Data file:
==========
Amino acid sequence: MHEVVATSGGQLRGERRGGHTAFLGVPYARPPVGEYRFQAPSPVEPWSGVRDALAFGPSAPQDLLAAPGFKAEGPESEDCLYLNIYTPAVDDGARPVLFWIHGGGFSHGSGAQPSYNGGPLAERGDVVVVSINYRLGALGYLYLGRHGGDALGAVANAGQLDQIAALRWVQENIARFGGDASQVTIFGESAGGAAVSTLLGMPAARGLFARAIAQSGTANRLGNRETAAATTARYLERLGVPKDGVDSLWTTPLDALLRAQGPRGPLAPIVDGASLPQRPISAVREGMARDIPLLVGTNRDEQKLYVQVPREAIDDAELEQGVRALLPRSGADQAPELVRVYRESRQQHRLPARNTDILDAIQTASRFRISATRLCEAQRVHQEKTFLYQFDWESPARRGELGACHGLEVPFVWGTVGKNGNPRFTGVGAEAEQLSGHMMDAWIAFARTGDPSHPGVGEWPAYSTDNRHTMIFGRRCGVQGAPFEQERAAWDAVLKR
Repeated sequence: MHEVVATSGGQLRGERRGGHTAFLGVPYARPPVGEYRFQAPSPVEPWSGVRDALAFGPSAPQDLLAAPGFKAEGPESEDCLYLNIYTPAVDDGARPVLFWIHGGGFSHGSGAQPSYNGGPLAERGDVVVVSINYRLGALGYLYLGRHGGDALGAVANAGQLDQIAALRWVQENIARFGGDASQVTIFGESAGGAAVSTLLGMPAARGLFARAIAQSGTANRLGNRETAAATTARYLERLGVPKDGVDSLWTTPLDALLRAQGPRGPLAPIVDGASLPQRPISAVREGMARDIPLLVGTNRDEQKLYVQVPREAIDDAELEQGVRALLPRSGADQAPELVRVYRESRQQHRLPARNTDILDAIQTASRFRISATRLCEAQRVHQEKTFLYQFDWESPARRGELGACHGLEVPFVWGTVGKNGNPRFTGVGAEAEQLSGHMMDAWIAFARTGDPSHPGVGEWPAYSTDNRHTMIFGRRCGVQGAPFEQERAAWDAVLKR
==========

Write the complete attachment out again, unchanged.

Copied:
Amino acid sequence: MHEVVATSGGQLRGERRGGHTAFLGVPYARPPVGEYRFQAPSPVEPWSGVRDALAFGPSAPQDLLAAPGFKAEGPESEDCLYLNIYTPAVDDGARPVLFWIHGGGFSHGSGAQPSYNGGPLAERGDVVVVSINYRLGALGYLYLGRHGGDALGAVANAGQLDQIAALRWVQENIARFGGDASQVTIFGESAGGAAVSTLLGMPAARGLFARAIAQSGTANRLGNRETAAATTARYLERLGVPKDGVDSLWTTPLDALLRAQGPRGPLAPIVDGASLPQRPISAVREGMARDIPLLVGTNRDEQKLYVQVPREAIDDAELEQGVRALLPRSGADQAPELVRVYRESRQQHRLPARNTDILDAIQTASRFRISATRLCEAQRVHQEKTFLYQFDWESPARRGELGACHGLEVPFVWGTVGKNGNPRFTGVGAEAEQLSGHMMDAWIAFARTGDPSHPGVGEWPAYSTDNRHTMIFGRRCGVQGAPFEQERAAWDAVLKR
Repeated sequence: MHEVVATSGGQLRGERRGGHTAFLGVPYARPPVGEYRFQAPSPVEPWSGVRDALAFGPSAPQDLLAAPGFKAEGPESEDCLYLNIYTPAVDDGARPVLFWIHGGGFSHGSGAQPSYNGGPLAERGDVVVVSINYRLGALGYLYLGRHGGDALGAVANAGQLDQIAALRWVQENIARFGGDASQVTIFGESAGGAAVSTLLGMPAARGLFARAIAQSGTANRLGNRETAAATTARYLERLGVPKDGVDSLWTTPLDALLRAQGPRGPLAPIVDGASLPQRPISAVREGMARDIPLLVGTNRDEQKLYVQVPREAIDDAELEQGVRALLPRSGADQAPELVRVYRESRQQHRLPARNTDILDAIQTASRFRISATRLCEAQRVHQEKTFLYQFDWESPARRGELGACHGLEVPFVWGTVGKNGNPRFTGVGAEAEQLSGHMMDAWIAFARTGDPSHPGVGEWPAYSTDNRHTMIFGRRCGVQGAPFEQERAAWDAVLKR